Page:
From Chicken Soup for the Latino Soul

Abuelita, Abuelita . . .

If each of my words were a drop of water, you would see through them and glimpse what I feel: gratitude . . .

Octavio Paz

Stirring the arroz con habichuelas,
She’s cooking on the stove.
The fragrant smell of the
Different spices blending,
The smoke rising from the olla
The golden beauty of age
Radiating from her face,
Her wrinkled hands reaching
For the sazón so she can feed
The family she still takes care of.
Straight from the isla del encanto
She came,
Ready to make a better life for her family
In the “land of the free.”
Never taking into account

That she was in a strange
Land where she didn’t even
Know the language.
Working in a box factory
For practically nothing
When she couldn’t
Even say “box” in English.

Abuelita, Abuelita,
Bringing her sons over from
The only home she knew,
Working hard to pay the bills
Too hard to play with her kids
Because she came home
Tired at night.
Never taking a day off,
Never late,
Not being able to help them
With their homework because
All she knew was where to sign
For the rent check.
Trying to get ahead in life
To make a life for her children,
Struggling every day
To make ends meet
And still keeping the rhythm
In her soul and in her heels to
Clear any salsa dance floor.
Never once did she pat herself
On the back for a job well done.

But it was Abuelita, Abuelita,
In her golden years,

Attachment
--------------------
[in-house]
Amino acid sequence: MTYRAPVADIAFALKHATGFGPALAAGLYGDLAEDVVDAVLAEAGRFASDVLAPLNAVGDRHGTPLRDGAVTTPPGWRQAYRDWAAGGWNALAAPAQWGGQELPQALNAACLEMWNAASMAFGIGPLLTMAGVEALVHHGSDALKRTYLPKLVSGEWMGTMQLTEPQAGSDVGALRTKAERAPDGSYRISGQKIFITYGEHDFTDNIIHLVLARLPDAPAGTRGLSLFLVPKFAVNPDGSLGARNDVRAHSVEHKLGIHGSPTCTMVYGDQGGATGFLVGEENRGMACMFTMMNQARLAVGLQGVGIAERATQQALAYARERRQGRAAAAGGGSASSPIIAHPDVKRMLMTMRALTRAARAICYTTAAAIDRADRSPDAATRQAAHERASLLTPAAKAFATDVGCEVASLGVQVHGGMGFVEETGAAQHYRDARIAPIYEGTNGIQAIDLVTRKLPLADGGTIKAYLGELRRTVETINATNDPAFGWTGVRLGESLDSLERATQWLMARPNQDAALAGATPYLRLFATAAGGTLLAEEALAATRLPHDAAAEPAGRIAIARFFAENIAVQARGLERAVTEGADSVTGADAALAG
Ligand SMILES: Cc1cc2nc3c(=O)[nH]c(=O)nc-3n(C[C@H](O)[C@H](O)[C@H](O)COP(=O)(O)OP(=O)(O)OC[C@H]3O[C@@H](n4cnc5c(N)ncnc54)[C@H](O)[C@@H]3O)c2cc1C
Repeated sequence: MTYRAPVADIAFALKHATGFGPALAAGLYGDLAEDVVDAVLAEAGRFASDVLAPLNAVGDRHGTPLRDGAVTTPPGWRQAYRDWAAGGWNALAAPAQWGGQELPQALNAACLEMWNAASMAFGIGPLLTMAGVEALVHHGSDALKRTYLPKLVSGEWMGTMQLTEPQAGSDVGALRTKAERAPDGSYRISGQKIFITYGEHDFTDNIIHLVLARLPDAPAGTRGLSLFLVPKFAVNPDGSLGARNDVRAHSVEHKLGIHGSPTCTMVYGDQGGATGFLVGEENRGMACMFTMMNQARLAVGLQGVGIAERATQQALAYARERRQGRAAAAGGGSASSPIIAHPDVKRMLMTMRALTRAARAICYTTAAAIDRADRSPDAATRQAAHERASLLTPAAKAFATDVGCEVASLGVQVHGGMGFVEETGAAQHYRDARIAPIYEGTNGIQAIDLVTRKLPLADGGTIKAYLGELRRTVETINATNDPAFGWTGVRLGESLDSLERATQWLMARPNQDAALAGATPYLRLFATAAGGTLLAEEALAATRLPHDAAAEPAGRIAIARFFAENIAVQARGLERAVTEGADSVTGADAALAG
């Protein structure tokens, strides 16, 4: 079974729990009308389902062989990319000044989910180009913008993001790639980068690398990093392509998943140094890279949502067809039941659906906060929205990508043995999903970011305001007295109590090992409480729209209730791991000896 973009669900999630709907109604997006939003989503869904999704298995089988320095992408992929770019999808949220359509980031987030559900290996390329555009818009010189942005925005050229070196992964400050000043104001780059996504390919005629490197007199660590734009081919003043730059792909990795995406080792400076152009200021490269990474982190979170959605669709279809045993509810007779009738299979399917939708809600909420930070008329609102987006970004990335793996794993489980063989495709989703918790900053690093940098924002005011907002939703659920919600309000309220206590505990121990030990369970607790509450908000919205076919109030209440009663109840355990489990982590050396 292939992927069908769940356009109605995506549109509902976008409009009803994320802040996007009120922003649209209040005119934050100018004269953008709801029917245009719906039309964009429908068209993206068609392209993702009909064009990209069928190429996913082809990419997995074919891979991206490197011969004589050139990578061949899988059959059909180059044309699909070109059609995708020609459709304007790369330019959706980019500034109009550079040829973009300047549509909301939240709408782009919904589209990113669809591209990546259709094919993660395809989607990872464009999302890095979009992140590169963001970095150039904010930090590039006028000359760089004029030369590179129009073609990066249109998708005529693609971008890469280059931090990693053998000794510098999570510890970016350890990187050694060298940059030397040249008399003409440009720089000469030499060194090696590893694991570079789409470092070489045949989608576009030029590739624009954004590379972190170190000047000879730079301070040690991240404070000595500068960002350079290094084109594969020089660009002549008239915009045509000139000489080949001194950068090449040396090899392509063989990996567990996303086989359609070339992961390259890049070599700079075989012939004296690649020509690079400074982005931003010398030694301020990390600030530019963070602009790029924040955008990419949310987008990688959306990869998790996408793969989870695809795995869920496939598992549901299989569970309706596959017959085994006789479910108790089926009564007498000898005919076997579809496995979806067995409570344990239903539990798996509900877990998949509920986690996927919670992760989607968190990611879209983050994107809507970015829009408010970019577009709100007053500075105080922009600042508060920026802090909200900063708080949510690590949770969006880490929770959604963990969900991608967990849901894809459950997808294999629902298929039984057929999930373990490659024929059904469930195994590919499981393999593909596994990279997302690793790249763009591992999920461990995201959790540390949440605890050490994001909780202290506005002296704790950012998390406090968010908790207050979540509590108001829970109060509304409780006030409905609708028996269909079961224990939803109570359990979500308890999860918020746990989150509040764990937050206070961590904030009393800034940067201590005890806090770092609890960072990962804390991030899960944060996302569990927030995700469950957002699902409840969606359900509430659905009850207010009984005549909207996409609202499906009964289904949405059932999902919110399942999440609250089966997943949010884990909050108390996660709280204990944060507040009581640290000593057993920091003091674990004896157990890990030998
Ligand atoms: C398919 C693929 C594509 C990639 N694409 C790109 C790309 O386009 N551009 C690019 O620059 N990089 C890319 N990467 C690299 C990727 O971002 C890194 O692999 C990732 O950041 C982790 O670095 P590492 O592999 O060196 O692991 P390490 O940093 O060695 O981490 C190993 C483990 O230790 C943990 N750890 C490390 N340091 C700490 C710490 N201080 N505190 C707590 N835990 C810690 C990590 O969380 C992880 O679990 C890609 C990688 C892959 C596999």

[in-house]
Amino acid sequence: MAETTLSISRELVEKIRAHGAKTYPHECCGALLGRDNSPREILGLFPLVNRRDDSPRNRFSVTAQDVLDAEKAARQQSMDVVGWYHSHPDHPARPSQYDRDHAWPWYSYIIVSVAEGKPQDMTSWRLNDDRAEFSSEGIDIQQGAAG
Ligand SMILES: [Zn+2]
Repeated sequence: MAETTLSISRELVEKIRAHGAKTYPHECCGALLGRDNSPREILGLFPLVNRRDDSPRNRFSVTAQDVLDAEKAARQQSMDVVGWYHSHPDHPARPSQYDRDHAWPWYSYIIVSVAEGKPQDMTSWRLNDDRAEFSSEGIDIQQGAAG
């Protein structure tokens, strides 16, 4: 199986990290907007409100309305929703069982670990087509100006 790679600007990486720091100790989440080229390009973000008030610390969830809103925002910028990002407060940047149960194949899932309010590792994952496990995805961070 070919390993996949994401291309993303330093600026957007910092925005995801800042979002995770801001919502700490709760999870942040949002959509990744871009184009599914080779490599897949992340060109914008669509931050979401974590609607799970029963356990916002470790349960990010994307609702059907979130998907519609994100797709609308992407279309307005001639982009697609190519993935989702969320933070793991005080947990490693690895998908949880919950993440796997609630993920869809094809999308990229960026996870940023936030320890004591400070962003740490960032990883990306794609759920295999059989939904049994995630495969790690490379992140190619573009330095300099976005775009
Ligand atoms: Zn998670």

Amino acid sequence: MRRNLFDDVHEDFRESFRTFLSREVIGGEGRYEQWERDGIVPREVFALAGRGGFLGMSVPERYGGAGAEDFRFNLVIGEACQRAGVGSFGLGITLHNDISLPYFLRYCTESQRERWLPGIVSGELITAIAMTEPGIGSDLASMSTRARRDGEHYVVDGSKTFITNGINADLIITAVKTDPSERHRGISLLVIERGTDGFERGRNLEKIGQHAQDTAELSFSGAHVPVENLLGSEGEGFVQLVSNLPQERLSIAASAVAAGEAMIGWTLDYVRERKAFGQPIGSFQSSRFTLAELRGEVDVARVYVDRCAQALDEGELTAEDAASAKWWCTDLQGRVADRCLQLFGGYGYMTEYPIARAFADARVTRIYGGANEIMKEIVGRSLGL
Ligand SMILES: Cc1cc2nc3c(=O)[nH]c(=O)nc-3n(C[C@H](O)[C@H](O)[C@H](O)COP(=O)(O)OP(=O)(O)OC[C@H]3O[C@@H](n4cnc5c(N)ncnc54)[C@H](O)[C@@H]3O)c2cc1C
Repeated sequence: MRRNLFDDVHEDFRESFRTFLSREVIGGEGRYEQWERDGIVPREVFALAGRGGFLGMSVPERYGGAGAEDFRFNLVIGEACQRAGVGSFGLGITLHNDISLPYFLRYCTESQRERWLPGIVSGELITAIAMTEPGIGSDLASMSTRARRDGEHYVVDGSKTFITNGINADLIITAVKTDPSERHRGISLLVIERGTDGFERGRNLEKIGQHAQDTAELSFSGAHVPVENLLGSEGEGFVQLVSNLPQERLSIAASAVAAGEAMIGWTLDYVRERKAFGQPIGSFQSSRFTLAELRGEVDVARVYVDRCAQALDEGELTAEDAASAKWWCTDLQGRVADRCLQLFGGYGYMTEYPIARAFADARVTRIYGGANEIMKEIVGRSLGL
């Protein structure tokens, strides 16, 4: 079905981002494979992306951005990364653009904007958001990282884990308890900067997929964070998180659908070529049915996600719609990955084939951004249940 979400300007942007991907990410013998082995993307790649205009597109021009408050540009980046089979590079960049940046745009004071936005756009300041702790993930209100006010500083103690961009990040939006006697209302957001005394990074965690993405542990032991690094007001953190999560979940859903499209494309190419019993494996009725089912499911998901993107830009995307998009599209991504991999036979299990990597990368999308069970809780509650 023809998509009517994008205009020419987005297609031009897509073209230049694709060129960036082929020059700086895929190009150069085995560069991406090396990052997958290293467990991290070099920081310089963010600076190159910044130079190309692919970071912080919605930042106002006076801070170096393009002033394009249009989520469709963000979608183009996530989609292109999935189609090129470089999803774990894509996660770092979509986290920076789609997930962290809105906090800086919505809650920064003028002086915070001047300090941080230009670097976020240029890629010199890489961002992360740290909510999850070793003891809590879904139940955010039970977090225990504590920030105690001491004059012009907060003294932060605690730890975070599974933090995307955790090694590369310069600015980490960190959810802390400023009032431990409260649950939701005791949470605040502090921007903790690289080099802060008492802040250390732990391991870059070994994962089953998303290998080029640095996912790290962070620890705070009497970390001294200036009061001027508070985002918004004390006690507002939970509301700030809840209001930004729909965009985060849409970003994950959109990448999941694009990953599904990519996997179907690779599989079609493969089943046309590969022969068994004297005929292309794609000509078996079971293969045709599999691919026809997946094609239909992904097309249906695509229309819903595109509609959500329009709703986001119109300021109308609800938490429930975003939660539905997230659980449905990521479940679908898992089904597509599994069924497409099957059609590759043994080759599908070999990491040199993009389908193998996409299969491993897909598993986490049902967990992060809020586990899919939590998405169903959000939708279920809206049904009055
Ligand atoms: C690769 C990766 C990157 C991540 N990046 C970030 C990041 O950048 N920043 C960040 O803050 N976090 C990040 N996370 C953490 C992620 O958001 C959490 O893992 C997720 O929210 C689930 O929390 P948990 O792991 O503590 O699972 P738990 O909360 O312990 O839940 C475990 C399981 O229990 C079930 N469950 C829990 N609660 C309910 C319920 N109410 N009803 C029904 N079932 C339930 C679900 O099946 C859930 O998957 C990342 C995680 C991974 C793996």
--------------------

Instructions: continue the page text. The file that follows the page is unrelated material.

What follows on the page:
Hanging in her neighborhood
In the South Bronx on 172nd and Walton Avenue,
Jugando sus números en la bodega
De la esquina o bochinchando
Con sus amiguitas,
Getting pleasure out of
The simpler things in life
Like visiting her sons
Or being brought a piece
Of pastel de guayaba,
Never once thinking
“Damn, I’m bad!”

Abuelita, Abuelita . . .
Taking two buses to
My house every week,
Never once complaining about the ride
So she can cook to make sure
Her granddaughter eats well.
The swiftness of her hands as
She puts the food together reflecting
Her years and years of experience.

Abuelita, Abuelita,
I wish you could stay with me forever,
Showing me you love me through the
Flower of the food and the little
Consejitos you give me when you
See that life is hitting me
A little too hard.
Mi segunda madre,
Giving a new meaning to the
Word grandmother, but I’d
Rather call you Abuelita
than grandma.

Trajiste la pasión de la
Isla del encanto contigo,
Y me has enseñado más fuerza
Que nadie en esta vida.
Te quiero muchísimo, abuelita.

Lauren Perez

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